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Rediscovering my relationship with food

​​I remember it well. It was on the last night of my Baptiste Yoga Level 1 training in Arizona in June 2014, while I was scoffing down the most addictive caramelised pecans after dinner, that it suddenly dawned on me - I have an eating disorder.

I am not sure what it was that triggered this realisation; after all, it was certainly not the first time I had binged. Perhaps it was the week-long journey of self-inquiry and emotional breakdowns, I don't quite know, but I am grateful that it had finally hit me. Somewhere along the way my relationship with food had deteriorated, and for lack of a better word, I had become an "addict". We have only ever associated addiction with drugs and alcohol. Food addiction however, I believe, is much less understood. I want to tell my story in the hopes that we can spread this awareness and slowly remove the stigma and judgment around overeating. Never in a million years would I have thought that I would be telling the world about my story. I have always attached so much shame to my binging and if I'm completely honest, I still do. Isn't it ironic that I am looking to extenuate everyone else's judgments while I am perhaps the one who has judged myself the most? Maybe you can also relate, in some other shape or form. However if telling my story helps but one person during their journey, my work is done.

And so my journey began, I was determined to understand what my issue with food was and why I had been putting my body and weight through so many ups and downs for so many years. While the latter, the "why", is a life long journey and work in progress, I soon started to have clarity on the "what". What was this issue with food that I had had for so many years? The two eating disorders we mainly hear about are anorexia and bulimia and I certainly did not fit in either category. I needed to understand what this problem was, perhaps even assign it a name, so that I can start working on making it disappear.

A week after returning from the training, someone I highly respect recommended I read a book called "Mindful Eating" by Jan Chozen Bays. I did not know what to think of it at first. Everyone who knows me well knows that I am not a big reader; I have always mainly stuck to reading fiction thrillers on the beach. However at this point I was so determined to make a change and get to the bottom of it that I ran out to Barnes & Noble and started reading it the very same day. The book was a turning point for me. I felt like every word was written for me. Mindful eating... Boom! It may seem so simple but the reality of it is that I had been eating mindlessly for as long as I can remember. What does mindful eating mean exactly I hear you ask?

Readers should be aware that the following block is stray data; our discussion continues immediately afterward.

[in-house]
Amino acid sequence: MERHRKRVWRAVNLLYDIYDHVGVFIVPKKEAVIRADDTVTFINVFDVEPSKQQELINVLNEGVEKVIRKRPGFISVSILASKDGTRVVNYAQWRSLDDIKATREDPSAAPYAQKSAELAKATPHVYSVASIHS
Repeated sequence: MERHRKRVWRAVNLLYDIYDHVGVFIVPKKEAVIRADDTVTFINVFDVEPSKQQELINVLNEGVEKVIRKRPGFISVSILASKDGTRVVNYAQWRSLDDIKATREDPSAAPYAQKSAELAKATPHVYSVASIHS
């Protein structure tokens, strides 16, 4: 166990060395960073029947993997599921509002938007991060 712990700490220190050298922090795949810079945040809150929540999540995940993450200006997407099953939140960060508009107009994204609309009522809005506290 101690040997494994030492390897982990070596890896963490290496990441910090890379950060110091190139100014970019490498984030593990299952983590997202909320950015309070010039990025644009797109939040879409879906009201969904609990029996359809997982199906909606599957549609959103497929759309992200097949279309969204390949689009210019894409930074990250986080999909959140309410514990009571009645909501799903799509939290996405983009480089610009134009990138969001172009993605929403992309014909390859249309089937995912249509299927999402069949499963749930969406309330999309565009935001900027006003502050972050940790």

"Mindfulness is deliberately paying attention, being fully aware of what is happening both inside yourself - in your body, heart, and mind - and outside yourself, in your environment. Mindfulness is awareness without judgment or criticism".

Mindfulness is rooted in the realisation that when we ignore what we are seeing, touching, or eating, it is as if it does not exist. If our friend or partner comes to talk with us and we are distracted and not listening, we all go away feeling hungry for connection and intimacy. If we eat while watching television, distracted and not really tasting, the food goes down without our noticing it. We remain somehow hungry and unsatisfied. We go away from the table searching for something more to nourish us. Through mindful eating we can learn to be present when we eat. It seems so simple, to be aware of what we are eating, but somehow we have lost track of how to do it.